What Dairy Farmers and Health Professionals Have in Common

December 01, 2016

With only 2 percent of the population living on farms today, it’s important that health and wellness professionals be prepared to have conversations about food and where it comes from with the public.

I have had the opportunity to visit several dairy farms during my time at National Dairy Council, and they are not all the same. Dairy farms can be small or large, milking 100 cows or 2,000 (and everything in between). They are located in every state of the country, from north to south, east to west, in arid, wet, warm or cold climates. But it wasn’t until I visited World Dairy Expo this fall, and met dairy farmers from opposite sides of the country during the virtual farm tours, that I truly appreciated the complexity of managing a dairy farm, and how vastly different individual dairy farms can be.

For example, Mapleline Farm in Hadley, Massachusetts, is located on 150 acres in a highly urban area. It is home to 135 Jersey cows, and it supplies the local college community with milk and cream pasteurized and bottled right on the farm. In contrast, Ruby Ridge Dairy in Pasco, Washington, farms 2,200 acres of semi-arid land they irrigate. They milk 2,300 Holsteins and have perfected a unique system for growing crops and feeding their cows that embodies both precision and personalization

I couldn’t help but see similarities between how these very different farmers manage different breeds of cows and how health and wellness professionals tailor their advice to meet the diverse needs of people they counsel. No matter where you practice as a health and wellness professional or who your client is, your goal is always the same: to provide credible, evidence-based advice to support health. Though dairy farmers differ in how they manage their farms, they all work 24/7 to take good care of their animals and their land in order to provide us with high-quality, nutritious milk.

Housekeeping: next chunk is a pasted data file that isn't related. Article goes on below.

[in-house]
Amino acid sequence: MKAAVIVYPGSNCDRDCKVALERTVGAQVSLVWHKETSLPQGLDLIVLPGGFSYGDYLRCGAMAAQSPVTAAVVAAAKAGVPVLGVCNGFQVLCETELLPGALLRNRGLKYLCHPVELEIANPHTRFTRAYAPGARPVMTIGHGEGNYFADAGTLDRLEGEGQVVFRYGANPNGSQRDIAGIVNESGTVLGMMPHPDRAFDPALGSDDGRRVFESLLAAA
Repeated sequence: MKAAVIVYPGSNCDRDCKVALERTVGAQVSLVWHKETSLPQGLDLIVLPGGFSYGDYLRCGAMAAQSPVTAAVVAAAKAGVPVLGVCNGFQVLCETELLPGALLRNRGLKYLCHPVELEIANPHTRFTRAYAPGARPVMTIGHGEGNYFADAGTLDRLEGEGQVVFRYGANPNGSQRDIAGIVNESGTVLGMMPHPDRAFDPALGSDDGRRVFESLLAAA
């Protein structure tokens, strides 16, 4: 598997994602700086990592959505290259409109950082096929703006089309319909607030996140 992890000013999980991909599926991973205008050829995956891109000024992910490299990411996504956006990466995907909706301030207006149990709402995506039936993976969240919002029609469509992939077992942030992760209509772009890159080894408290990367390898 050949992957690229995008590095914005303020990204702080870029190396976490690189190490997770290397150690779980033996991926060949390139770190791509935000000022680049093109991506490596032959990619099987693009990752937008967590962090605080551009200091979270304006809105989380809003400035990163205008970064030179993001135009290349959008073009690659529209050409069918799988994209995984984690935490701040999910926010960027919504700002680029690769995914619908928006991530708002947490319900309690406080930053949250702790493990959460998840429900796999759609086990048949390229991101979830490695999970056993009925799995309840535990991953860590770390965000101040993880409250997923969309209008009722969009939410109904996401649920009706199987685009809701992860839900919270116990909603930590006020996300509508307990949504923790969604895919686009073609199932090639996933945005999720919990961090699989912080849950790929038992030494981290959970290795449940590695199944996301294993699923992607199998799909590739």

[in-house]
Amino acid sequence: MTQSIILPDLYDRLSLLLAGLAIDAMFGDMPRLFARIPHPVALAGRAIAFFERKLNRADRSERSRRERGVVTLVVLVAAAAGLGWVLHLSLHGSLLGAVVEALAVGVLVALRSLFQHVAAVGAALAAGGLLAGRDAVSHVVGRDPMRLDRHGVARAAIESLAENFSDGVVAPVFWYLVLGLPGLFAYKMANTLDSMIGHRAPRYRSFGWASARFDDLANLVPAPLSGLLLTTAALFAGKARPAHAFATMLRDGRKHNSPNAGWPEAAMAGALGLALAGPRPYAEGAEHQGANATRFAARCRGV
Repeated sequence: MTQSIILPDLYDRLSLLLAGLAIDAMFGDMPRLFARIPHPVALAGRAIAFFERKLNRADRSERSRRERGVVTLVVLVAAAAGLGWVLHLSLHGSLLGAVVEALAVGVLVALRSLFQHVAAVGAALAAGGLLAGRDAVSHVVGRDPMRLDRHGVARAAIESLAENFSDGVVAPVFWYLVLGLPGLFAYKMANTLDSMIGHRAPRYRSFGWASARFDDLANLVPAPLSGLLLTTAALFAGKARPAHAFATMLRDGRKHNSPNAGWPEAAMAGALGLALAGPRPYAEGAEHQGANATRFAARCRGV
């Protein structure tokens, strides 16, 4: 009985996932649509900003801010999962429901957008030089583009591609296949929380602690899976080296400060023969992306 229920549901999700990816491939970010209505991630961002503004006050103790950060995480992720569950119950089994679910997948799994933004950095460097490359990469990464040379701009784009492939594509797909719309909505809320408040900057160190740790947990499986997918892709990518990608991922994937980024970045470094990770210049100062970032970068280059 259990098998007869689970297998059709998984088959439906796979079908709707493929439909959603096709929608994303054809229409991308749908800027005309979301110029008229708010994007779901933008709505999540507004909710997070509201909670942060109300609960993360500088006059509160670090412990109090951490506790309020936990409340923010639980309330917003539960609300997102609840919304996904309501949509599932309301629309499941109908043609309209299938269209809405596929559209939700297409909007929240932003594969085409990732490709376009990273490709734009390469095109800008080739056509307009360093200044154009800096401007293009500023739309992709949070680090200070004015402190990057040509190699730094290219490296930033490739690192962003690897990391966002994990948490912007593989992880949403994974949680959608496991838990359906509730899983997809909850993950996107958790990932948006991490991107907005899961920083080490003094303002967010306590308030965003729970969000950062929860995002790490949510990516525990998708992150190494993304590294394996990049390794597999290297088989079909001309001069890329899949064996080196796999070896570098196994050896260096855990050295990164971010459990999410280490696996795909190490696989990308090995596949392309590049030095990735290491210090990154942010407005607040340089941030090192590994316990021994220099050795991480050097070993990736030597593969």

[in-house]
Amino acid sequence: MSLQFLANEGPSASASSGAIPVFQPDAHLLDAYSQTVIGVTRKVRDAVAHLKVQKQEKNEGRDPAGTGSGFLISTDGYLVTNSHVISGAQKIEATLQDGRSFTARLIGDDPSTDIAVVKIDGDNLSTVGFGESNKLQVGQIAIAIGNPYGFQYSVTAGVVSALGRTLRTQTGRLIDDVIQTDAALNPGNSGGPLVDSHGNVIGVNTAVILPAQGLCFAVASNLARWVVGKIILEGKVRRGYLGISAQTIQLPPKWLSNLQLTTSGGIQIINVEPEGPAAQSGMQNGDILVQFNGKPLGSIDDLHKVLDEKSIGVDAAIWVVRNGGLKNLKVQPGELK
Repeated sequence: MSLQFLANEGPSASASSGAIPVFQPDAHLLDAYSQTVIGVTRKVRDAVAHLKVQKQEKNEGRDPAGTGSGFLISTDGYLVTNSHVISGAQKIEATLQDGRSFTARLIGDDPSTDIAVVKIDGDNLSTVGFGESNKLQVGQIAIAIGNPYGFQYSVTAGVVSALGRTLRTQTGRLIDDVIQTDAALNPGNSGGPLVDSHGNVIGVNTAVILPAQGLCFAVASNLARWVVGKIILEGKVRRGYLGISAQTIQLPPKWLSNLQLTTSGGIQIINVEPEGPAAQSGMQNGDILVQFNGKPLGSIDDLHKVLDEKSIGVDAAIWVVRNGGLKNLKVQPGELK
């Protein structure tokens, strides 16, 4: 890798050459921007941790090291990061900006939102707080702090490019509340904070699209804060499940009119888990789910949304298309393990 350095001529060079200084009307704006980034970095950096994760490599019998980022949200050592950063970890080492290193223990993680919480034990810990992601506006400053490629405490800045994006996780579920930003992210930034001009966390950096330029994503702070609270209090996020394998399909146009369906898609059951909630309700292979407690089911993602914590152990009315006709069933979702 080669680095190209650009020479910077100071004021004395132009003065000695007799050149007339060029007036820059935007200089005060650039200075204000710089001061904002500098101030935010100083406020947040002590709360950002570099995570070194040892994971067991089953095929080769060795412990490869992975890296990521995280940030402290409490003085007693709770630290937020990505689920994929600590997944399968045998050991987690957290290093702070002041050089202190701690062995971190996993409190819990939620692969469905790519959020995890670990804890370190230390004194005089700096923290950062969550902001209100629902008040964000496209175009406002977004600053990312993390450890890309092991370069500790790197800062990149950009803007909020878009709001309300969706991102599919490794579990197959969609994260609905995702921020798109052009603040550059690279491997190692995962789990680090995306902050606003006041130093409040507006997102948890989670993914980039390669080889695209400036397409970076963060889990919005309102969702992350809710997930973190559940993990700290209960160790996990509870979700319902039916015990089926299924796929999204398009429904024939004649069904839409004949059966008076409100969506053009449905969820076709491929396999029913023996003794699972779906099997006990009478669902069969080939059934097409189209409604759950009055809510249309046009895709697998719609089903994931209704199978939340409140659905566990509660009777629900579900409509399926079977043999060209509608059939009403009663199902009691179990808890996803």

Here are some things I learned about the two dairy farmers I met that you might relate to:   

Customized feeding: Dick and Ruby Bengen and their son, Todd, at Ruby Ridge Dairy have the philosophy to never expand unless you can treat cows individually. They have created a unique precision feeding system for their cows that involves growing the highest quality feed crops, custom mixing 10 different diets for the cows and feeding them according to their needs in close consultation with a veterinarian.

Meeting the needs of people: Mapleline Farm, owned and run by John Kokoski and his family, supplies milk to local restaurants, bakeries and coffee shops as well as five university campuses in the area, including University of Massachusetts at Amherst. John said coffee shops love the taste of his milk and how it holds up to frothing, while area bakeries and restaurants appreciate having a local source of heavy cream. In fact, everyone in the community values foods sourced locally.

Being a good neighbor: Mapleline Farm has been able to establish a loyal following for their milk by staying close to the community. Visitors can regularly tour the farm, which includes a room in their milk plant where people can watch white and flavored milks like chocolate, strawberry, orange cream and eggnog (in winter) being bottled. The farm’s conservation efforts and nutrient management plan have been widely recognized and among other distinctions was named the Massachusetts Outstanding Dairy Farm award in 2004.

Take this quiz to find out how much you know about dairy farms. Let’s learn all we can about where our food comes from so we can help others make the connection and be confident in the food available in the U.S.

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